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Museo de Prehistoria en Tepexpan
In 1947 the bones of the Man of Tepexpan were discovered, at that time the most ancient in Middle America (7,000 years old). The site has numerous remains of the period: prehistoric animal bones and stone tools on exhibition in the museum, together with a collection of ancient skulls.

Archeological site
About the museum
The museum was built in 1955 to display 7,000-year-old human bones. At the time they were the most ancient human remains found in the Americas. The museum is on the site of their discovery and it also displays fossils of Pleistocene fauna, which were regularly found in the vicinity of the site. The Tepexpan Museum collection consists of paleontological and stone artifacts including human and animal bones and stone tools found at the site. The storyline focuses on the pre-history of the basin of Mexico. The museum also gives information about several theories on the origins of life and of man, and it also features a large-scale picture of a mammoth hunt. Human skulls from the Pre-ceramic Skull Collection are also displayed, and to date these are the oldest found in the basin of Mexico. Photographs provide insight into the work of INAH staff in the field, the laboratory and the research process. The display includes a table of geological time which explains the age of the Earth, as well as the lifeforms which have emerged, including mankind, with our capacity for tool making, hunting and encoding language in symbols.

The architecture is modernist, with two rectangular volumes. The main facade of the first features flagstones supported by six columns. The temporary exhibition gallery on INAH’s recent work at the State of Mexico INAH Center comes first and has space for 20 visitors. The permanent exhibition gallery conserves the actual site on which Dr. Helmut de Terra and the engineer Alberto R.V. Arellano discovered the remains of Tepexpan Man in 1947. Today, the oldest remains are of Tlapacoya Man, 12,000 years old, discovered in 1968.

Research into the human and animal remains of Tepexpan was led by the physical anthropologist Javier Romero Molina, while stratigraphic anthropological data was handled by Alberto R.V. Arellano, and Helmut de Terra took charge of the geology. They concluded that the human remains at Tepexpan belonged to homo sapiens specimens contemporary with the elephant fossils and stone artifacts already found on the site, dating to the Pleistocene, which began 2.59 million years ago and ended in 10000 BC. Artifacts from this period have been found in the southwest of the United States, including at the well-known Folson excavations, but none had been found in Mexico, which accounts for the high level of interest in Tepexpan Man.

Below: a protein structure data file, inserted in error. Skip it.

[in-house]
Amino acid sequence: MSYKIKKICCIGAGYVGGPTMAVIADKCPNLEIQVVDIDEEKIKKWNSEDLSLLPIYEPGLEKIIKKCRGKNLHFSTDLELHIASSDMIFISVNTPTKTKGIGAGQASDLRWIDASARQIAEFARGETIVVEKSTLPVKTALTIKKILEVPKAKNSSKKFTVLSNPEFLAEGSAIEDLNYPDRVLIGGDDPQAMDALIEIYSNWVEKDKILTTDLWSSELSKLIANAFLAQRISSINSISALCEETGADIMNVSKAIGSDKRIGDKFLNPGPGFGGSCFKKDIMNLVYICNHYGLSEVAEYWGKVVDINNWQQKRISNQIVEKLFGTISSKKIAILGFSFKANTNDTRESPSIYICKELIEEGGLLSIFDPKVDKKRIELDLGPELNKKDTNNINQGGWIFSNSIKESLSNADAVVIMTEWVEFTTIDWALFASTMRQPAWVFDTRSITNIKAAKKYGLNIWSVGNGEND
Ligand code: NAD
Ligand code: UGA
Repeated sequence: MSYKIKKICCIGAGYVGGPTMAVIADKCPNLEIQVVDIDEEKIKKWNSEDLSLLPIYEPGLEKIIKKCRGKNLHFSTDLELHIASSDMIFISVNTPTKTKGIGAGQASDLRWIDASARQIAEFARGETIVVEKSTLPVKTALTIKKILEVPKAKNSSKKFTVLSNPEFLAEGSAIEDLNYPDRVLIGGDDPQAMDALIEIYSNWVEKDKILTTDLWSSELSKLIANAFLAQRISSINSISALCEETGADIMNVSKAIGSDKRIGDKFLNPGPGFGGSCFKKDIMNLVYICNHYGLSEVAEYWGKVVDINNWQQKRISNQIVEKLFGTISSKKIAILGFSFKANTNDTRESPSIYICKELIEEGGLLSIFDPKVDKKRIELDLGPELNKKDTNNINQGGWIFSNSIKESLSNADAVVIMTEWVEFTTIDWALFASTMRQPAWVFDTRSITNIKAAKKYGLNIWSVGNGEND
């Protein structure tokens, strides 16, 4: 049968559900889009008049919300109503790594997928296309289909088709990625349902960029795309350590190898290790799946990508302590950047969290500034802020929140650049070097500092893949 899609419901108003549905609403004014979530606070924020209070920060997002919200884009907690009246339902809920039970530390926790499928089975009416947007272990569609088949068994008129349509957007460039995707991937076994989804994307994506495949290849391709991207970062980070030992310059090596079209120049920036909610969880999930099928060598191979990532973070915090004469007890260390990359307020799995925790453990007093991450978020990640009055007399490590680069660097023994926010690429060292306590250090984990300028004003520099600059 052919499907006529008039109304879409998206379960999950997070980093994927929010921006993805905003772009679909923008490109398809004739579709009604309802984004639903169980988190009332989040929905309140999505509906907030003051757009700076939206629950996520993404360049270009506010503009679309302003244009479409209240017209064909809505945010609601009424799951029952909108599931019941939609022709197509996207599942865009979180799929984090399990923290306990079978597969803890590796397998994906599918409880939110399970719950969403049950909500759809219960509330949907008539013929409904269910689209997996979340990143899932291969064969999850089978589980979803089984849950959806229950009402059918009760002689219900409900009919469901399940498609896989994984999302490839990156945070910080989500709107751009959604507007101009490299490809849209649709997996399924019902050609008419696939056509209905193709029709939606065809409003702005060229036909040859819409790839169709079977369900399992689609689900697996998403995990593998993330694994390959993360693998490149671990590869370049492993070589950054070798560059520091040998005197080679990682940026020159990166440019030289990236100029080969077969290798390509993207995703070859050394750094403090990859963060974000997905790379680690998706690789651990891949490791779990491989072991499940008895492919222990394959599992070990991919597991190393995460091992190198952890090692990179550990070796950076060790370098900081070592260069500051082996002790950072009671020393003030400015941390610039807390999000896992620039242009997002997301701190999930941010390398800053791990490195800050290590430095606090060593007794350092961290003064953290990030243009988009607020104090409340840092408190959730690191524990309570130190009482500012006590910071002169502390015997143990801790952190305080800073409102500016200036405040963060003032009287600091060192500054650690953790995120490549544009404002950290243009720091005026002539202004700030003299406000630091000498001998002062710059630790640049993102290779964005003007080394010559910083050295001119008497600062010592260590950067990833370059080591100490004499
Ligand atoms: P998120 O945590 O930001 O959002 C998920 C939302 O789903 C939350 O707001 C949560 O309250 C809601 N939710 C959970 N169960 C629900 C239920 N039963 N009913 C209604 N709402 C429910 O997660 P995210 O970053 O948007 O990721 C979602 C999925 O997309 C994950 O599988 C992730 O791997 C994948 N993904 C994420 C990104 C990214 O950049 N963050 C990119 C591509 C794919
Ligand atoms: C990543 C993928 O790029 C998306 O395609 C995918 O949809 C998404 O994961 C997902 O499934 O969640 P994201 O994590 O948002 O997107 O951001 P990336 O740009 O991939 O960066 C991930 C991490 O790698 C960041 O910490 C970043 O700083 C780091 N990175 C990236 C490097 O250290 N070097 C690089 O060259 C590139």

After the discovery and research, it was proposed to build a museum to Mexican prehistory, and this opened in 1955 as the Tepexpan Prehistory Museum.
January 1955
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Primary burial in situ
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INAH-Museo Prehistórico de Tepexpan
Museum gallery
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Primary burial in situ
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Tepexpan man
Practical information
Temporalmente cerrado

Tuesday to Sunday from 10:00 to 17:00 hrs.

Free entry

  • Extra fee for professional cameras
  • No Smoking
  • No entry with food
  • Pets not allowed
  • No Flash
Carretera Federal de cuota 132, tramo México-Teotihuacán kilómetro 32+800, colonia Anáhuac
Segunda Sección, 55884, Tepexpan, Acolman, México.

From Mexico City take the Mexico-Pirámides highway as far as the exit for Acolman. From the north of Mexico City, take the Texcoco-Lechería highway until the turn off for Tepexpan, where it joins the Mexico-Pirámides highway.


Services
  • Estacionamiento
  • Sanitarios
  • +52 (722) 215-7080, (722) 213 9581. Ext. 198031.
  • This email address is being protected from spambots. You need JavaScript enabled to view it.
Directory
Responsable del museo
María Margarita del Olmo Calzada
This email address is being protected from spambots. You need JavaScript enabled to view it.
Museo de Prehistoria en Tepexpan
2019
17408
Museo de Prehistoria en Tepexpan
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Entrance to the Tepexpan Museum of Prehistory
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Gallery, Tepexpan Museum of Prehistory
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19.6139084,-98.9473557
Texto © CONACULTA.INAH.Museo Tepexpan CNME Imágenes © CONACULTA.INAH.Fototeca CNME.Gliserio Castañeda
Centro INAH Estado de México
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